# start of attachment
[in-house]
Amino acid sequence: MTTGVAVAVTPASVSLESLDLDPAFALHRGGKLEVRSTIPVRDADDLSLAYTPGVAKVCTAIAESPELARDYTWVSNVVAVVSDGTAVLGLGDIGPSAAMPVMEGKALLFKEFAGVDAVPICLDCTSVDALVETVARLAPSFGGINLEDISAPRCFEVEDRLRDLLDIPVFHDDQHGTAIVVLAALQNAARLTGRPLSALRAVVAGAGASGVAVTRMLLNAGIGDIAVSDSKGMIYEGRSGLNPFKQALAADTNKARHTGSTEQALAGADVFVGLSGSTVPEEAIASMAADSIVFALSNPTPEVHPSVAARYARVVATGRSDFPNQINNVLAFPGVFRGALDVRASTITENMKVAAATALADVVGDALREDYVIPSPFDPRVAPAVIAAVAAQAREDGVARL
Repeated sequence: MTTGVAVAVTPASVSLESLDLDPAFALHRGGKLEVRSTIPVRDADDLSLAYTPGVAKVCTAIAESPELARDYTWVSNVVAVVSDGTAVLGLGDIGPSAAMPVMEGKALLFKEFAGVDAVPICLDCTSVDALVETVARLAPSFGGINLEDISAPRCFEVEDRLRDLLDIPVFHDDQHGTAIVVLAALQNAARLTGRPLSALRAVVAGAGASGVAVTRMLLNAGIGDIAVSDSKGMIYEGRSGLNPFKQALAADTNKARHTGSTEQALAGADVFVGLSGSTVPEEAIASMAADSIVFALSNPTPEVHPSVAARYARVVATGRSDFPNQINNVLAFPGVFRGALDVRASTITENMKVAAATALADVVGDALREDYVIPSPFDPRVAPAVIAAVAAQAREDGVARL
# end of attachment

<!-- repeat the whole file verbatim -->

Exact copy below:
[in-house]
Amino acid sequence: MTTGVAVAVTPASVSLESLDLDPAFALHRGGKLEVRSTIPVRDADDLSLAYTPGVAKVCTAIAESPELARDYTWVSNVVAVVSDGTAVLGLGDIGPSAAMPVMEGKALLFKEFAGVDAVPICLDCTSVDALVETVARLAPSFGGINLEDISAPRCFEVEDRLRDLLDIPVFHDDQHGTAIVVLAALQNAARLTGRPLSALRAVVAGAGASGVAVTRMLLNAGIGDIAVSDSKGMIYEGRSGLNPFKQALAADTNKARHTGSTEQALAGADVFVGLSGSTVPEEAIASMAADSIVFALSNPTPEVHPSVAARYARVVATGRSDFPNQINNVLAFPGVFRGALDVRASTITENMKVAAATALADVVGDALREDYVIPSPFDPRVAPAVIAAVAAQAREDGVARL
Repeated sequence: MTTGVAVAVTPASVSLESLDLDPAFALHRGGKLEVRSTIPVRDADDLSLAYTPGVAKVCTAIAESPELARDYTWVSNVVAVVSDGTAVLGLGDIGPSAAMPVMEGKALLFKEFAGVDAVPICLDCTSVDALVETVARLAPSFGGINLEDISAPRCFEVEDRLRDLLDIPVFHDDQHGTAIVVLAALQNAARLTGRPLSALRAVVAGAGASGVAVTRMLLNAGIGDIAVSDSKGMIYEGRSGLNPFKQALAADTNKARHTGSTEQALAGADVFVGLSGSTVPEEAIASMAADSIVFALSNPTPEVHPSVAARYARVVATGRSDFPNQINNVLAFPGVFRGALDVRASTITENMKVAAATALADVVGDALREDYVIPSPFDPRVAPAVIAAVAAQAREDGVARL